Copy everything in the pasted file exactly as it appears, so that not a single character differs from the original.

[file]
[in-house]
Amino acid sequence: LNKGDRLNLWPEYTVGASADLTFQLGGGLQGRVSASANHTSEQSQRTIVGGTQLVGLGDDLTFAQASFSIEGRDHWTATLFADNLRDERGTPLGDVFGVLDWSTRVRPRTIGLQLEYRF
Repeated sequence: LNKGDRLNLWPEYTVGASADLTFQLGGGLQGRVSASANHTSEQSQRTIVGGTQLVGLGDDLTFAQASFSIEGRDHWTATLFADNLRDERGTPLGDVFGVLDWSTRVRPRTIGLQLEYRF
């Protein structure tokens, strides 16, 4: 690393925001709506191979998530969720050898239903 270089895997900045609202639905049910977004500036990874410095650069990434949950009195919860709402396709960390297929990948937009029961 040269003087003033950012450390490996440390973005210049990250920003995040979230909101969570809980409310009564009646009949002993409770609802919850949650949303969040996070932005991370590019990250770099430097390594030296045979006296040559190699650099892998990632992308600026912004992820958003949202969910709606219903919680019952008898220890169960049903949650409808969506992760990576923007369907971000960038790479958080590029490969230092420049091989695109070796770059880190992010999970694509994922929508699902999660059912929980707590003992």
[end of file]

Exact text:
[in-house]
Amino acid sequence: LNKGDRLNLWPEYTVGASADLTFQLGGGLQGRVSASANHTSEQSQRTIVGGTQLVGLGDDLTFAQASFSIEGRDHWTATLFADNLRDERGTPLGDVFGVLDWSTRVRPRTIGLQLEYRF
Repeated sequence: LNKGDRLNLWPEYTVGASADLTFQLGGGLQGRVSASANHTSEQSQRTIVGGTQLVGLGDDLTFAQASFSIEGRDHWTATLFADNLRDERGTPLGDVFGVLDWSTRVRPRTIGLQLEYRF
């Protein structure tokens, strides 16, 4: 690393925001709506191979998530969720050898239903 270089895997900045609202639905049910977004500036990874410095650069990434949950009195919860709402396709960390297929990948937009029961 040269003087003033950012450390490996440390973005210049990250920003995040979230909101969570809980409310009564009646009949002993409770609802919850949650949303969040996070932005991370590019990250770099430097390594030296045979006296040559190699650099892998990632992308600026912004992820958003949202969910709606219903919680019952008898220890169960049903949650409808969506992760990576923007369907971000960038790479958080590029490969230092420049091989695109070796770059880190992010999970694509994922929508699902999660059912929980707590003992």